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Examplar: Joy Division By Kevin Cummins

An exhibition of iconic portraits of the band taken during their tragic, short-lived career

Written by . Published on October 14th 2011.

Examplar: Joy Division By Kevin Cummins

AS monochromatic event as one could imagine, stark images upon a whitened wall, cold and unforgiving. Joy Division, a band with a literary reference, famed for a foresight and a spectacular brilliance, whose own crashing romance is now almost as dazzling and synonymous as their ground-breaking music. The band’s success and devastating sound owing just as much to Tony Wilson’s foresight, Martin Hannett’s production and Peter Saville’s understated artwork as to Kevin Cummins’ photography, which established the band as an entity, capturing and documenting the gushing well of creativity as it spewed forth rare and raw glimpses from the other side. Calling to mind a time and a place, an aesthetic and an attitude, forging on, exploring new avenues and the mutating of old ideas, Exemplar demonstrates how a band was transformed into a way of life.


The most avid of fans will be familiar with the photographs on display or at the very least one or two of the shots extracted from each of the sets, however the exhibition is not only for the initiated, relying on some unspoken understanding, here we see a vague narrative throughout the exhibition, the establishing of a scene and sound, the development of a band realising an artistic vision, here are the young men, walking towards a light that would forever remember them. What strikes as truly remarkable and what speaks volumes is how instantly noticeable Cummins work is and how many classic photographs are attributed to his name. His portfolio almost a greatest hits in its own right, to say there must have been something more in the air those fateful winter days is an understatement, the band and city, time an place seemingly inextricable from one another.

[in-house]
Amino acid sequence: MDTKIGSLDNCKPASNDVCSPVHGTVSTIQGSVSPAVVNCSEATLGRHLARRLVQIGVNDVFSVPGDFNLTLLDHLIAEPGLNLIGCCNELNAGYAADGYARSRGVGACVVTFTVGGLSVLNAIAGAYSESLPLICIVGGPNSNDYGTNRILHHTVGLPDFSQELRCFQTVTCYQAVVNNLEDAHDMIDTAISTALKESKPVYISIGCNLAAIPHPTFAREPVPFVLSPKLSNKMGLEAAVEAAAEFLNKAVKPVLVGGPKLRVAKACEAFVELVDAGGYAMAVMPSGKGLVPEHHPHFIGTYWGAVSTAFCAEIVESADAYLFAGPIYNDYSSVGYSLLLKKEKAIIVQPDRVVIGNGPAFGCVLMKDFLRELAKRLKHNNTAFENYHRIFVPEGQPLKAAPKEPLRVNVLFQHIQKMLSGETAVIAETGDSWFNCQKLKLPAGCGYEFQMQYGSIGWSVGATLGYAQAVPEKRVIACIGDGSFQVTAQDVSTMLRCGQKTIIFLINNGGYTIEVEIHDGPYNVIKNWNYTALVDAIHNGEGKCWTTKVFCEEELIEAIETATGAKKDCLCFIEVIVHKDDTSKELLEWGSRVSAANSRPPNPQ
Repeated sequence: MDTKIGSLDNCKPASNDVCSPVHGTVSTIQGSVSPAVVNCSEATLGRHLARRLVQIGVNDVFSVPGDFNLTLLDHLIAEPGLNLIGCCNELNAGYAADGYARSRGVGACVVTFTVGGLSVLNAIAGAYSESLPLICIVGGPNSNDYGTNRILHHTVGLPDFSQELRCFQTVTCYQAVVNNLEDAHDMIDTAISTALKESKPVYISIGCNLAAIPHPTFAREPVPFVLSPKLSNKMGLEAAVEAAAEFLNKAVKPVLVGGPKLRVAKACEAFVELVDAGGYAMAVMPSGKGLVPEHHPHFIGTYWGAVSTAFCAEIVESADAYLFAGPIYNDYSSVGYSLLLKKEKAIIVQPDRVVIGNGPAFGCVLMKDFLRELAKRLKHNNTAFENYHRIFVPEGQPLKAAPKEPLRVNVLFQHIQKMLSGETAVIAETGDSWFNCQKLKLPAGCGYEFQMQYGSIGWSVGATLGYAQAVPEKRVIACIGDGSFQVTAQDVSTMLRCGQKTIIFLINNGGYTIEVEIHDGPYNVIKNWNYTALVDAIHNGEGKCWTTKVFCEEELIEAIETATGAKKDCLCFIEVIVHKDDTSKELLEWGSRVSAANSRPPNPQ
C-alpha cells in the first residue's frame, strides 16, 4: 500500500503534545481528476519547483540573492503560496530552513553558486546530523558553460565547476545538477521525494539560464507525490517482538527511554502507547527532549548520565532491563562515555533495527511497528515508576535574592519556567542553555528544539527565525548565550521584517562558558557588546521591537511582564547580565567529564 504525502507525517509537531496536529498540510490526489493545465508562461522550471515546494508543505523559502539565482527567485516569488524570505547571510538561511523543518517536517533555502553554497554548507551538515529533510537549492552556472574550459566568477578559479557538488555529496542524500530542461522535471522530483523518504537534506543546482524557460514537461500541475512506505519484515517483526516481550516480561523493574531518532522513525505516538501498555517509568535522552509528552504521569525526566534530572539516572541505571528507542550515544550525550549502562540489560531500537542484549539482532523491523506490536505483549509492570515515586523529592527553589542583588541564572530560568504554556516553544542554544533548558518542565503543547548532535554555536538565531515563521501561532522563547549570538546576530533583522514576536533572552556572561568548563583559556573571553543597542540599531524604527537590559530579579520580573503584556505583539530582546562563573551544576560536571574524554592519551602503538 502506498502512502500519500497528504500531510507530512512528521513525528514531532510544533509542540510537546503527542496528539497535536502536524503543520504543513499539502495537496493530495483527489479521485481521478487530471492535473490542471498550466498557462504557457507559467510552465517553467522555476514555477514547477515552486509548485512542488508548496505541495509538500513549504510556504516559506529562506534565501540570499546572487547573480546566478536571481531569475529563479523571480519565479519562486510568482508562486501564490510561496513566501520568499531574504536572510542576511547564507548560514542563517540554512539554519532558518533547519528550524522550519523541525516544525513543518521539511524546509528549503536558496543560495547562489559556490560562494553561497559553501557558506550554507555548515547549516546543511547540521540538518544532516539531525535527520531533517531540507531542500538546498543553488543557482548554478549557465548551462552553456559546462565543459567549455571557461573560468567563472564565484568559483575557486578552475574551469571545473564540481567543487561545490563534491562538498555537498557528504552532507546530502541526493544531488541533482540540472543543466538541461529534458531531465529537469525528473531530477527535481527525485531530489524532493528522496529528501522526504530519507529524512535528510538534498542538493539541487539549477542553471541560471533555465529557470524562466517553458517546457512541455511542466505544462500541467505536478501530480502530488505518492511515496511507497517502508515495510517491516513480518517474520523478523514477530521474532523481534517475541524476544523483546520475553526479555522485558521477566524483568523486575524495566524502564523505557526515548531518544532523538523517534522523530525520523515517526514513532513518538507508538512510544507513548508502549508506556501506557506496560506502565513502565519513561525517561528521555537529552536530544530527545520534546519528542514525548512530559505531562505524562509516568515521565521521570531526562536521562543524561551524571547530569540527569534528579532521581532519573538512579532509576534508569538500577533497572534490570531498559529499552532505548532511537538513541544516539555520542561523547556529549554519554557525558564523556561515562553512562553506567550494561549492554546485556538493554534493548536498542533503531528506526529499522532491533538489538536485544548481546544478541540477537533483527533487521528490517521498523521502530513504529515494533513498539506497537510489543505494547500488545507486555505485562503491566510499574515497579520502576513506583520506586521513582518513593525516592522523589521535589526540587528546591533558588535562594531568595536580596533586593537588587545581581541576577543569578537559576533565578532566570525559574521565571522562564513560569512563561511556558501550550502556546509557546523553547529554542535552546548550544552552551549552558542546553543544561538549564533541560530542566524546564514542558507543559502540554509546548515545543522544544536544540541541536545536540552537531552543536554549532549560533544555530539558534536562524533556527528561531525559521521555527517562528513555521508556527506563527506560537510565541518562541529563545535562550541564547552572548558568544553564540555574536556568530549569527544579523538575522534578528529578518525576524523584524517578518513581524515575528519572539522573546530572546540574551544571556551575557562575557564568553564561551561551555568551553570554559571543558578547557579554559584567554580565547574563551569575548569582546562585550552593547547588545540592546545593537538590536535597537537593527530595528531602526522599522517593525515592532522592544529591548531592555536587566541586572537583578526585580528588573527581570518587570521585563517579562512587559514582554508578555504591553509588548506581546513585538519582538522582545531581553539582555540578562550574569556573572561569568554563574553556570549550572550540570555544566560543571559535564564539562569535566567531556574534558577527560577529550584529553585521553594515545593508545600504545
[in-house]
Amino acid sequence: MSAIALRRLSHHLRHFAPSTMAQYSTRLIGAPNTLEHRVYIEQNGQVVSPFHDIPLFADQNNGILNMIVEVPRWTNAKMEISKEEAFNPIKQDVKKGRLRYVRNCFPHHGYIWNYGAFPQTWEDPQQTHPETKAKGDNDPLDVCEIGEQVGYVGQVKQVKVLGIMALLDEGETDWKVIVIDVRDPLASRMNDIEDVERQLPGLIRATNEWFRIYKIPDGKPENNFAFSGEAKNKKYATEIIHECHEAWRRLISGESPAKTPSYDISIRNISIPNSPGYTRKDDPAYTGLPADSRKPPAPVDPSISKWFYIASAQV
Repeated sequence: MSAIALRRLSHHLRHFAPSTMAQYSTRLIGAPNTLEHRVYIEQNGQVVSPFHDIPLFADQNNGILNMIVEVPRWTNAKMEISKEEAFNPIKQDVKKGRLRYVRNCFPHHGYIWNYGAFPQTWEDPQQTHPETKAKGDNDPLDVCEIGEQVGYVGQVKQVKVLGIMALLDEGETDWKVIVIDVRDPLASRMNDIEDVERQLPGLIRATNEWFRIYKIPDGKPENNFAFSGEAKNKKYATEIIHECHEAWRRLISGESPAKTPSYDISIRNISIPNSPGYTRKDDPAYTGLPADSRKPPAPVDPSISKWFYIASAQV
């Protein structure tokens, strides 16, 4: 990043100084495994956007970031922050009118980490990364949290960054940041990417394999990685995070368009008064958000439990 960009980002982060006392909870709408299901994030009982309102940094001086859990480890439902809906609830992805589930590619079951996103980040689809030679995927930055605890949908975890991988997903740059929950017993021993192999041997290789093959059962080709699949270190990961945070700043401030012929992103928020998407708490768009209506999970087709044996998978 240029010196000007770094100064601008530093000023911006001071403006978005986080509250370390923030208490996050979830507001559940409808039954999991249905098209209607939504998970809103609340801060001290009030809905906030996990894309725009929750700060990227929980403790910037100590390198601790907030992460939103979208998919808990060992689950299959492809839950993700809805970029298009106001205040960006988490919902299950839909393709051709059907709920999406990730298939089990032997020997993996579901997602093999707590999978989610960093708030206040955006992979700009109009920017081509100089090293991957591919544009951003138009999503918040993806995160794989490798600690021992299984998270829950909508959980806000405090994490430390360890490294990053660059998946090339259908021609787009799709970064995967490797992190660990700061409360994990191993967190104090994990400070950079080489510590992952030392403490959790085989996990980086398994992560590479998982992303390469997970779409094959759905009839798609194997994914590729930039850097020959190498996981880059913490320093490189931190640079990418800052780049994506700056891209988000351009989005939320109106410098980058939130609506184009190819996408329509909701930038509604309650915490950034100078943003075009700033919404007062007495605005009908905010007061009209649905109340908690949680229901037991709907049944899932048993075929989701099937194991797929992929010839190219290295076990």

The winter’s plummeting temperature transforming the northern streets, painting them nearly Germanic when paired with the four men and their acute/affected fashion sense, a light flirtation with a national socialist aesthetic, perhaps, but in reality more along the lines of straight from work to: practice, show or interview. A proto/post punk, brutal architecture, Berlin’s beckoning call, the faded glamour and wild side of Lou Reed, the idiocy of Iggy Pop, the Autobahn and always crashing in the same car. Cummins cold black and white capturing the ethereal magic of the unforgiving Manchester concrete, equal part Ballard and Burroughs. From humble beginnings, we see the suspiciously striking (and perfect for that matter) Factory Club, the aggressive nihilism of Warsaw’s battle cry of three, five, zero, one, two, five, go! The motorway overpasses, the side streets, a bleak dystopian landscape, which inspired countless songs, lyrics and mental breakdowns, a case of life imitating art, the two informing each other. You can imagine all is not sunshine, lollipops and rainbows. With some bells and whistles, after thought, finishing touches in colour, thrown in for good measure, a shot of Curtis mid emanation during his convulsive and erratic shamans dance, the teardrop guitar made famous by the ‘Love Will Tear Us Apart’ music video, the handwritten lyrics to Closer’s ‘Isolation’ (a song which addresses and vents Curtis’ despair) and a blood splattered set list, suggesting art is war and that artists sometimes must suffer for their art.


Some images humbling the idea of Joy Division as the avant-garde post punk forbearers and when seeing them in a bands natural habitat, the rehearsal room, their situation and story now seems derived of human details and externalities, put on a pedestal, blown completely out of proportion, written about, documented in film, speculated by rock historians, clinical and sterile, so seeing something so silly and simple as a Coca-Cola can touch base and allows it to breath a more everyday air, all the doom and gloom dissipates under tomfoolery and the four’s comradery. But such is the focus on perpetuating and immortalising the cult of Ian Curtis as the conduit, the channel, the mage, the medium, the baby-faced seer with eyes that stare on and through the doors of perception with very little face time given to the other three individual members, one wonders should the exhibition be called Ian Curtis and the guys who went on to form New Order. Speculation, silliness, the band, the history, the story (or, drama for that matter) aside, put simply these are incredible photographs documenting and time and a place with a definite feeling worthy of attention. Composed, cropped and considered, portraying a city, a climate, a sound and four men who also happen to be important in rock and roll’s vocabulary, ingredients necessary to making these images so lasting, the story so unique, important, interesting and worth telling.

6 October – 11 December
Proud Galleries

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